Many hopes are riding on the new $1-billion, 54-million-gallon-a-day seawater desalination plant and pipeline in Carlsbad, Calif. If successful, the project, made possible through one of the first public-private partnerships of its kind in the U.S., could serve as a model for other projects around the country.
If the project falters, however, the growing momentum for similar U.S. seawater desalination projects could face a reversal, industry observers say.
"It is being watched closely right now," says Peter MacLaggan, senior vice president of Poseidon Water, the Boston company that is partnering with the San Diego Water Authority to fund and build the project. "If we were to stub our toe and come out of the shoe with a plant that is not performing well, it's going to be a major setback" for desalination projects in the U.S., he says. Nevertheless, "We're very confident that this project will be a model when it's completed."
Seawater desalination has been long accepted as a way to increase freshwater supplies in arid nations, such as Australia, Israel and the U.A.E., and in countries with limited sources of drinking water, such as Singapore. Worldwide, there are some 14,754 desalination plants in operation, producing about 17.2 billion gallons a day, according to IDE Technologies Ltd., a leading designer of desalination plants.
But in the U.S., the use of desalination has been limited by higher costs and concerns over excessive energy consumption. Population growth and drought associated with climate change may alter that, however, as municipalities grapple with the need for more sources of clean drinking water.
"The U.S. has been blessed compared to many other parts of the world in that [it has] had a lot of other [freshwater] supplies that were less expensive to provide to the public," says Rudy Truby, the International Desalination Association's comptroller. "What's happening now is, as population has grown, many of the high-growth places in California, Texas and Florida, where there isn't an excess of surface water or well water … are having to turn to the sea."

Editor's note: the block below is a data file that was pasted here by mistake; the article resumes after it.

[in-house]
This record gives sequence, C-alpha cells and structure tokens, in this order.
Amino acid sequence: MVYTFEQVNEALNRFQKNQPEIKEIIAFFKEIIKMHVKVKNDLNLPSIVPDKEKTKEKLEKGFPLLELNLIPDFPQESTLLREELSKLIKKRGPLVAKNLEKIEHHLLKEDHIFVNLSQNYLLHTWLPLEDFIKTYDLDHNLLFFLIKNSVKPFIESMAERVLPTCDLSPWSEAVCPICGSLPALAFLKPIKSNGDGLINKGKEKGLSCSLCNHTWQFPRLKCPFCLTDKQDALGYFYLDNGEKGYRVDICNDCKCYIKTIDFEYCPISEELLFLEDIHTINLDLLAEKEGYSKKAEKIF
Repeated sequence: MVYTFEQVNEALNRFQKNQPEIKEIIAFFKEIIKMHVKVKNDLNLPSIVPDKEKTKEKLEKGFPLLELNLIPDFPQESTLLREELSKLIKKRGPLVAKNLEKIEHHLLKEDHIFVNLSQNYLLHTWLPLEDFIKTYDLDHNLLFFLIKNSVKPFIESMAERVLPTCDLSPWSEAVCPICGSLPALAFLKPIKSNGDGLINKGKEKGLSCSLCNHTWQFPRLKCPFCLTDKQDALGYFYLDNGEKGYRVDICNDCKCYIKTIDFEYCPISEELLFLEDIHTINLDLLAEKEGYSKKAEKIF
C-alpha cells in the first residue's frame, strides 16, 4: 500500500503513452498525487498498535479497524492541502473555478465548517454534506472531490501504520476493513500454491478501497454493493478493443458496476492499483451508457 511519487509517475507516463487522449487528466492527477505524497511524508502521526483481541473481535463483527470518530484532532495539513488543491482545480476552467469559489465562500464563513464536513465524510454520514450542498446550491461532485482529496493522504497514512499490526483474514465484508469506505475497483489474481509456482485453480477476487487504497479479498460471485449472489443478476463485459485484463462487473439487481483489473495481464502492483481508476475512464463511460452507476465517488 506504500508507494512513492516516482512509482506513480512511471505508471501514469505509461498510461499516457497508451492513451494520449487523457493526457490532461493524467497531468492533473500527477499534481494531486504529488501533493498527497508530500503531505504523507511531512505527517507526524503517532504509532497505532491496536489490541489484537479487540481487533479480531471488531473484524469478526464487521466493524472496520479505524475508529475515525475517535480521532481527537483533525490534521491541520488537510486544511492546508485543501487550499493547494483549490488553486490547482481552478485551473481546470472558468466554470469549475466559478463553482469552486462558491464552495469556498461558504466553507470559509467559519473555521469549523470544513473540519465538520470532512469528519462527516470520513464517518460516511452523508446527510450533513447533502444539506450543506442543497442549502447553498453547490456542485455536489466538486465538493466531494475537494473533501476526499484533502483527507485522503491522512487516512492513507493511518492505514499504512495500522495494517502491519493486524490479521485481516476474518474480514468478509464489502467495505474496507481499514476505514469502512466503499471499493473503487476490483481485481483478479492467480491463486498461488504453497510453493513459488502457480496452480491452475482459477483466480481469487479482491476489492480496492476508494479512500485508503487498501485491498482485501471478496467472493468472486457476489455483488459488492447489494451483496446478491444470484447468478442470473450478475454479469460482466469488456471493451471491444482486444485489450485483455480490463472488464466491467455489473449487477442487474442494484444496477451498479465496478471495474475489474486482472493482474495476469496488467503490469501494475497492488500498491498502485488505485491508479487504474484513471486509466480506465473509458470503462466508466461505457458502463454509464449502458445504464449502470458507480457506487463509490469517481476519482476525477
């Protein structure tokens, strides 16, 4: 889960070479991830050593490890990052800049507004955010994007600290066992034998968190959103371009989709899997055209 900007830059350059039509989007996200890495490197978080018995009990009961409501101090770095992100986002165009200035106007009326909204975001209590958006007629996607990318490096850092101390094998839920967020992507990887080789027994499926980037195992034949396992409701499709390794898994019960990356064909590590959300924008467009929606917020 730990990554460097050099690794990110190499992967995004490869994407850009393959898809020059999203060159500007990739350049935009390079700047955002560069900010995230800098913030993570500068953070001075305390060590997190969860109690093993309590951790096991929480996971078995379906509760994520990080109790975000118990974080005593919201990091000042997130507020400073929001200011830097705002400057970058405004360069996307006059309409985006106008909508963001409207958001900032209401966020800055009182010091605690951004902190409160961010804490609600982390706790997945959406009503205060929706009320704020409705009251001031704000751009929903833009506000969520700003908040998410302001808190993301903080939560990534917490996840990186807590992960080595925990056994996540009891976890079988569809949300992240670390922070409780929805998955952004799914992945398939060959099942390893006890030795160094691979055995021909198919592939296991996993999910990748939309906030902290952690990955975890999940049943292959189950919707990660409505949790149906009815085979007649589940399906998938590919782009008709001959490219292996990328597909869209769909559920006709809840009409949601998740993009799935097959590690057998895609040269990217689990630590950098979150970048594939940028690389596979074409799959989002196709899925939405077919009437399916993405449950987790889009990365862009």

Jujung Chang, director of water technologies at Los Angeles-based AECOM and formerly at Omaha, Neb.-based HDR, adds that, as the cost of reverse-osmosis membranes has declined with continuing technology advancements, interest in desalination and other reverse-osmosis processes has increased in the U.S. Most of that price drop, due to technology advancements, already has reached its lowest point, "even though [overall] costs are [still] reducing as we speak," he says.
The Carlsbad plant, when completed by the end of 2015, would be the largest reverse-osmosis seawater desal plant in the Western Hemisphere and the second sizable reverse-osmosis desalination project to be built in the U.S.
The first—a 25-mgd plant built in Apollo Beach, Fla., in 2008—was plagued by difficulties, including years of construction delays, the bankruptcy of several original developers and contractors, and an initial failure to operate as expected. Utility Tampa Bay Water subsequently sued many of the parties involved.
After beginning operations nearly four years behind schedule, the plant now is functioning as planned, providing about 10% of the region's annual water supply, says Tampa Bay Water.
To oversee the building of the plant, Poseidon Resources, now Poseidon Water, was part of the original team led by contractor Stone & Webster, which filed for bankruptcy in 2000 and later was bought by The Shaw Group. Then, Covanta Tampa Construction, a now-bankrupt unit of Covanta Energy, was hired to execute the project but soon ran into performance problems.